"Financial Transaction Taxes in Theory and Practice'
From the Brookings Institution"
Financial transaction taxes in theory and practice, by Leonard E. Burman, William G. Gale, Sarah Gault, Bryan Kim, Jim Nunns and Steve Rosenthal: The Great Recession, which was triggered by financial market failures, has prompted renewed calls for a financial transaction tax (FTT) to discourage excessive risk taking and recoup the costs of the crisis. ...
[...Review of arguments for and against an FTT...]
Our review and analysis of previous work suggests several conclusions. First, the extreme arguments on both sides are overstated. At the very least, the notion that a FTT is unworkable should be rejected. ... On the other hand, the idea that a FTT can raise vast amounts of revenue ... is inconsistent with actual experience with such taxes.
Second, a wide range of design issues are critical to the formulation of a FTT... Third, although empirical evidence demonstrates clearly that FTTs reduce trading volume, as expected, it does not show how much of the reduction occurs in speculative or unproductive trading versus transactions necessary to provide liquidity. The evidence on volatility is similarly ambiguous: empirical studies have found both reductions and increases in volatility as a result of the tax.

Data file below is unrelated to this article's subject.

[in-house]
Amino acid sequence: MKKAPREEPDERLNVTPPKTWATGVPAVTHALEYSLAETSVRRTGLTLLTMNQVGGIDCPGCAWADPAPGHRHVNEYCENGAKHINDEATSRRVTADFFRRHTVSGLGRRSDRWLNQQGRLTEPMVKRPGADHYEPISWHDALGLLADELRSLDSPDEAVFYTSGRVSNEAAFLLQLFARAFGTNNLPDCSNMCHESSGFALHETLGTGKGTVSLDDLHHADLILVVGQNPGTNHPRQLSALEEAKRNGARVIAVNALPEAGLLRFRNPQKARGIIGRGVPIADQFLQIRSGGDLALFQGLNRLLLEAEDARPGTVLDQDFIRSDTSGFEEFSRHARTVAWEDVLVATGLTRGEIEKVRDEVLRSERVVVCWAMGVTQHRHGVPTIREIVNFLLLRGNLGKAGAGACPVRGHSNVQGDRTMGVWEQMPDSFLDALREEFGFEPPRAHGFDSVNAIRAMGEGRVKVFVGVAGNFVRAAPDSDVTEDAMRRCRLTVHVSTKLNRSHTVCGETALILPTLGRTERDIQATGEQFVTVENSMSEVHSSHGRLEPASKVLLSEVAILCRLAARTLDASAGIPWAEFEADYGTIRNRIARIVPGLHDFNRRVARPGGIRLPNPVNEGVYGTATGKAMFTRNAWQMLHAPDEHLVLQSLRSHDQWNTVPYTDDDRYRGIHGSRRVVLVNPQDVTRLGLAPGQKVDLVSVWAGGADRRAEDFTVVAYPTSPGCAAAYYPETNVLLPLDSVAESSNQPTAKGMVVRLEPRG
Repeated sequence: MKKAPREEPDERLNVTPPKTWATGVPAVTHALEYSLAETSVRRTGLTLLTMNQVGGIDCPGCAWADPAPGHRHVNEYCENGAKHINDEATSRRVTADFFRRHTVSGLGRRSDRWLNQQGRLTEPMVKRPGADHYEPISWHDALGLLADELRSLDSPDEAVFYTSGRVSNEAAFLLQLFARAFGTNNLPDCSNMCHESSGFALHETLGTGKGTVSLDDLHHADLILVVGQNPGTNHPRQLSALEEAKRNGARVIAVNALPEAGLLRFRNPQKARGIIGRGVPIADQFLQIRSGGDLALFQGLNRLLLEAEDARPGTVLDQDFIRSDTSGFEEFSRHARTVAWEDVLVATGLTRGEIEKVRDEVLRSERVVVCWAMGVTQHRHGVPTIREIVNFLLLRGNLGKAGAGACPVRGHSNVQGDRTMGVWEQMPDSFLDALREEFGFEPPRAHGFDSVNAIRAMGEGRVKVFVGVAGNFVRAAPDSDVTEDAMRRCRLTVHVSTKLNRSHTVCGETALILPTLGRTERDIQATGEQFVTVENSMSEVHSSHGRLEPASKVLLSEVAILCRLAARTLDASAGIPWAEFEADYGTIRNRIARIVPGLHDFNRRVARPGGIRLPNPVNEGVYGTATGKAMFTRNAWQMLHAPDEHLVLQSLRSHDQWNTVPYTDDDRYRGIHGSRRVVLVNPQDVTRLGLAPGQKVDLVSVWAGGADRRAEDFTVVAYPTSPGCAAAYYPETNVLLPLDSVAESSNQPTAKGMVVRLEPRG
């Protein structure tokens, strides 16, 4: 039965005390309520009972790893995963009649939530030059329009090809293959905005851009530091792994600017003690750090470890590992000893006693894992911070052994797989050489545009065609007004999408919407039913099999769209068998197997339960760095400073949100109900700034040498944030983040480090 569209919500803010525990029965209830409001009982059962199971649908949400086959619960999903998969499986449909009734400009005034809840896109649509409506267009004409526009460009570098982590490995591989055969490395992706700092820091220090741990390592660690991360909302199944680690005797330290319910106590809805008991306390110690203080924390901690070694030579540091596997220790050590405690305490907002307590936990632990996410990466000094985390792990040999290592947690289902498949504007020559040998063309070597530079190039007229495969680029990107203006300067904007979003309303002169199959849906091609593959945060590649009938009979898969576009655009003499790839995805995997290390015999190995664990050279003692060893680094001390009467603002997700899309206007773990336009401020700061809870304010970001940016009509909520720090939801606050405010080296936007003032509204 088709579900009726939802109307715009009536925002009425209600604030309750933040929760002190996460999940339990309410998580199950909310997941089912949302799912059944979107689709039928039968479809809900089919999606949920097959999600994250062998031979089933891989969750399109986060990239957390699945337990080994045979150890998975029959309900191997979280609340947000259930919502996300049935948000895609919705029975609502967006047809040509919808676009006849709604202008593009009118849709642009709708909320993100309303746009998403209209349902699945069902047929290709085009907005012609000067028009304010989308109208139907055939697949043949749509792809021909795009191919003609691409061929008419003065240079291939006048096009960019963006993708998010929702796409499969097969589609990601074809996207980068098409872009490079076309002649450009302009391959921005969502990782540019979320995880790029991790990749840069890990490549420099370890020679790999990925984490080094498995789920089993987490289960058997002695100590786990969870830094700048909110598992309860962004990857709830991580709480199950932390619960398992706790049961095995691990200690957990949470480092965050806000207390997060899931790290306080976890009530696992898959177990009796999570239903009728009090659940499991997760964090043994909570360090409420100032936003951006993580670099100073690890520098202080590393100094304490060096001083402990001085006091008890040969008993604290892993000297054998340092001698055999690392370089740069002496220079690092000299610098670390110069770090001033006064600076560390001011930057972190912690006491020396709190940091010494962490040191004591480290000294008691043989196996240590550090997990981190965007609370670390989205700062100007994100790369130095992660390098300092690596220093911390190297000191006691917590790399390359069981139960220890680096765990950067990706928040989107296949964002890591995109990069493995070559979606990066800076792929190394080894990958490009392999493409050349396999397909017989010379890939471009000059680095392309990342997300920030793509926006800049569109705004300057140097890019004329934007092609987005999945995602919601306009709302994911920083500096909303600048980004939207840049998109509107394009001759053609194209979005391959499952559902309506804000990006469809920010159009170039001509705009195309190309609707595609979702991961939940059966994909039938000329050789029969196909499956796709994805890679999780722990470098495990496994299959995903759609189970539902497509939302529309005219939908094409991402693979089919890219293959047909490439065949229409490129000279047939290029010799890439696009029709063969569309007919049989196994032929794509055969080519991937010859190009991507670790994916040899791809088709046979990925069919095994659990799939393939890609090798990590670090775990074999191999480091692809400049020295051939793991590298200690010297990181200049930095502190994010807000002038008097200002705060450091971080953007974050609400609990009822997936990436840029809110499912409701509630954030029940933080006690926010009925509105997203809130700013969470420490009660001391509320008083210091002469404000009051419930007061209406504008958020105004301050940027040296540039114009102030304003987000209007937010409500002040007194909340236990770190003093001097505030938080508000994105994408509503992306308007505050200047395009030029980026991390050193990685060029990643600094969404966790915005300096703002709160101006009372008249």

Fourth, the efficiency implications of a FTT are complex, depending on the optimal size of the financial sector, its impact on the rest of the economy, the structure and operation of financial markets, the design of the tax, and other factors.
We also present new revenue and distributional estimates for hypothetical U.S. FTTs... We ... find the tax would be quite progressive. ...
[Paper: Financial Transaction Taxes in Theory and Practice"]
Posted by Mark Thoma on Monday, February 29, 2016 at 06:47 PM in Economics, Financial System, Regulation, Taxes |
You can follow this conversation by subscribing to the comment feed for this post.